lolaraincoat: (leap!)
[personal profile] lolaraincoat
Following up on the NPR meme, a couple of you asked what my top 100 SF books would be, and since I can't ever answer a simple question straightforwardly, here's a list of SF-ish stories, books and series of books which I love, alphabetically by author because ranking seemed ridiculous.

I can't promise that I would come up with same list on any other day, mind you. Also my view of what counts as SF(f) is pretty expansive, though I left off fanfic because otherwise this list would be in the thousands. But there are a couple of books on here that are meta-SFF, more than SFF: The Short Wondrous Life of Oscar Wao and Among Others are about being a fan of SF, while The Blind Assassin and Funny Papers are about being a pulp fiction writer, as is The Escapists, which is also specifically a commentary on The Amazing Adventures of Kavalier and Clay. If I could have figured out how to list them by author I might have included two text-intensive games, Fallen London and Myst. And so on.

Anyway, here you go:

Douglas Adams, The Hitchhiker's Guide series

Margaret Atwood, The Blind Assassin
Margaret Atwood, The Handmaid's Tale

Lloyd Alexander, The Chronicles of Prydain

Paolo Baciagalupi, The Windup Girl

Iain M. Banks, The Culture series (although new research reveals I have not read them all.)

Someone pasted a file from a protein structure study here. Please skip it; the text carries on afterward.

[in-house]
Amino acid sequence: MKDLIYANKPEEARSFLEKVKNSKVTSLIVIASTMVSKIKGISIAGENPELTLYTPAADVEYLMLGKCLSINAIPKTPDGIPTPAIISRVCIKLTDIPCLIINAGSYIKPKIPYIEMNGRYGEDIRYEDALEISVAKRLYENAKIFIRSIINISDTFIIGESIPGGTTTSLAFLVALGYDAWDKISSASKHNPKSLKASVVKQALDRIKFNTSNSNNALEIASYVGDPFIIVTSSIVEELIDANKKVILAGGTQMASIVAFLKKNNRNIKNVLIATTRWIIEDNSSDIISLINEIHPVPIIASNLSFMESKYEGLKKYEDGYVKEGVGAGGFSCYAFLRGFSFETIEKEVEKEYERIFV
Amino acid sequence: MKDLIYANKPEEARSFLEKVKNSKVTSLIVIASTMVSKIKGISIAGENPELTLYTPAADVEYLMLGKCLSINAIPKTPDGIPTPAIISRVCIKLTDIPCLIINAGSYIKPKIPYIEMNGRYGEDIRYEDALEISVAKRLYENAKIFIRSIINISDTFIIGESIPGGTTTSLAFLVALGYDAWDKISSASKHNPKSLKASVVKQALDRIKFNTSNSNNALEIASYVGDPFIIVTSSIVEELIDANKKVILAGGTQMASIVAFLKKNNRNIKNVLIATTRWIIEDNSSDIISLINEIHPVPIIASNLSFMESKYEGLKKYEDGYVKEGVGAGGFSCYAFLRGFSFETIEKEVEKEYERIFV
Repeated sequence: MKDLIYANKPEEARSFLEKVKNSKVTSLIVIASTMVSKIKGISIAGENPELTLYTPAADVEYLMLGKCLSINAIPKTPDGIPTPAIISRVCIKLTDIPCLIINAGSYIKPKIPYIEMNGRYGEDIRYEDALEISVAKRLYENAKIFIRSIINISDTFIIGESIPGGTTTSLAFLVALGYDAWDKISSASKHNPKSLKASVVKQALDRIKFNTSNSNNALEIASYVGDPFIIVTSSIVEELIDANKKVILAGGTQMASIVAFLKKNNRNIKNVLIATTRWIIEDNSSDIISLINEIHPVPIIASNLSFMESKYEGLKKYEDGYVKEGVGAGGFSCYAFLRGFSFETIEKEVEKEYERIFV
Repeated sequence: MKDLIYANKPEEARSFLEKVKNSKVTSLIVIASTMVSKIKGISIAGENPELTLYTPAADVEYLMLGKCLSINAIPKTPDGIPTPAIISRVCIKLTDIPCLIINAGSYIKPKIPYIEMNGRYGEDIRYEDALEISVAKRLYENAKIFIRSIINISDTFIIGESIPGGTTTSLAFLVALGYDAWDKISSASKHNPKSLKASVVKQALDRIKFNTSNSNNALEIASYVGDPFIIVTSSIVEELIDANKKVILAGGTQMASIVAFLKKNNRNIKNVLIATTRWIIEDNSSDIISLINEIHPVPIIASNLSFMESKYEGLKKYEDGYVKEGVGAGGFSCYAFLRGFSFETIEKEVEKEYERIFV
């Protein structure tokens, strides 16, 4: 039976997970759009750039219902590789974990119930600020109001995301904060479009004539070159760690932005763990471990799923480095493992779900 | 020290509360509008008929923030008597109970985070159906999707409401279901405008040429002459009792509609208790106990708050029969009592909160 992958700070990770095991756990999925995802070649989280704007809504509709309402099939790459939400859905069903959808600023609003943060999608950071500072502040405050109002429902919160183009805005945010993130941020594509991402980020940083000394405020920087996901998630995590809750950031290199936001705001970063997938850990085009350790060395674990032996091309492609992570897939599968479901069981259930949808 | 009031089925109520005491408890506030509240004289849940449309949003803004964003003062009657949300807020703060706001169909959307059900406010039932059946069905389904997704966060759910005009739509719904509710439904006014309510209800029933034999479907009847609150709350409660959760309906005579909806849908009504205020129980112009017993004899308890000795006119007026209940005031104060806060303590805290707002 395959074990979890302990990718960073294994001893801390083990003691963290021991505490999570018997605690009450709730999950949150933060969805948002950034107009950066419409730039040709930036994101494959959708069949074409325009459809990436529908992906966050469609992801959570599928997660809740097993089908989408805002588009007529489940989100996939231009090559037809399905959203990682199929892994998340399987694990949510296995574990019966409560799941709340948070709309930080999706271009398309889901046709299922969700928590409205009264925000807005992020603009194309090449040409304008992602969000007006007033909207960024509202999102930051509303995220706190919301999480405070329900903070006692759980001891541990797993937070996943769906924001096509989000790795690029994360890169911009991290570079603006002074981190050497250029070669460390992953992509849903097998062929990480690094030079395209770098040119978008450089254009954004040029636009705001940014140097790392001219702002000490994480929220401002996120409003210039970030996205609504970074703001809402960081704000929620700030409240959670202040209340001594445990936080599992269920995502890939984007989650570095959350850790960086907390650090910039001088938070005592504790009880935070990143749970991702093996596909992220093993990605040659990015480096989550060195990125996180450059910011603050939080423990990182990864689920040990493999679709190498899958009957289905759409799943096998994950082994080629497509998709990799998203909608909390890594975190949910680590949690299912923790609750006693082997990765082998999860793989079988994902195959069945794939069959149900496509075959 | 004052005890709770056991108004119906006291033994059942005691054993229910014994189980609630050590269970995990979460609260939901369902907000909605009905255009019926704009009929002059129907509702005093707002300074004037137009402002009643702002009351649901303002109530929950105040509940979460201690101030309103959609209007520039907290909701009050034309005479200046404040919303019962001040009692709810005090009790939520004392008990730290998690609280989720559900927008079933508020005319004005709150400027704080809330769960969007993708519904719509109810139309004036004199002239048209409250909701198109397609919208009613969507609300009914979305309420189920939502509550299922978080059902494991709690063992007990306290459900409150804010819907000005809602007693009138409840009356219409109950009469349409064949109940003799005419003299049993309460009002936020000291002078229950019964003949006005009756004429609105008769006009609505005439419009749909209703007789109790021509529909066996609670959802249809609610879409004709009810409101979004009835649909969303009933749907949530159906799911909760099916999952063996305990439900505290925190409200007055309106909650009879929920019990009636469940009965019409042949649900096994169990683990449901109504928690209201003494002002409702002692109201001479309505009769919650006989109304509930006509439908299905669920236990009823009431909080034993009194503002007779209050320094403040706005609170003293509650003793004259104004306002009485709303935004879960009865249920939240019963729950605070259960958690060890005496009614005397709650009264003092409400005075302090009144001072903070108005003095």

Donald Barthelme, "The Emerald"
Donald Barthelme, "See the Moon?"

John Brunner, The Sheep Look Up
John Brunner, Stand on Zanzibar

Octavia Butler, Kindred

Michael Chabon, The Amazing Adventures of Kavalier and Clay
Michael Chabon, The Yiddish Policeman's Union

Tom de Haven, Funny Papers

Samuel Delaney, Nova
Samuel Delaney, Triton
Samuel Delaney, Stars in my Pocket Like Grains of Sand
Samuel Delaney, The Fall of the Towers
Samuel Delaney, Dhalgren

Junot Diaz, The Brief and Wondrous Life of Oscar Wao

Philip K. Dick, Do Androids Dream of Electric Sheep?
Philip K. Dick, The Man in the High Castle

Laura Esquivil, Como agua para chocolate

Neil Gaiman, the Sandman series

Neil Gaiman and Terry Pratchett, Good Omens

Robert Heinlein, Have Spacesuit, Will Travel
Robert Heinlein, Glory Road (I know, I know. Shut up.)

William Gibson, Mona Lisa Overdrive
William Gibson, Count Zero Interrupt
William Gibson, Neuromancer

Lev Grossman, The Magicians
Lev Grossman, The Magician King

Zenna Henderson, The People stories (haven't read them in thirty years, don't intend to - I'm sure they're no good, but I loved them so much as a kid, so here they are.)

Henry James, "The Turn of the Screw"

N.K. Jemisin, The Inheritance trilogy

Diana Wynne Jones, the Chrestomanci novels
Diana Wynne Jones, The Tough Guide to Fantasyland

Stephen King, The Stand
Stephen King, The Shining

Rosemary Kirstein, The Steerswoman series (I'm not calling it a trilogy because I refuse to believe it's finished. Please please please let there be more of these someday.)

Ursula LeGuin, The Dispossessed
Ursula LeGuin, The Left Hand of Darkness
Ursula LeGuin, the Earthsea series

C.S. Lewis, The Chronicles of Narnia

Ken MacLeod, The Fall Revolution quartet
Ken MacLeod, Learning the World

George R.R. Martin, the first three books in the Song of Ice and Fire series (I've read the other two, I just didn't love them so well.)

Maureen McHugh, Mission Kid
Maureen McHugh, China Mountain Zhang

Carla Speed McNeil, the Finder series (haven't read all of these either.)

China Mieville, The City & the City
China Mieville, Embassytown
China Mieville, Perdido Street Station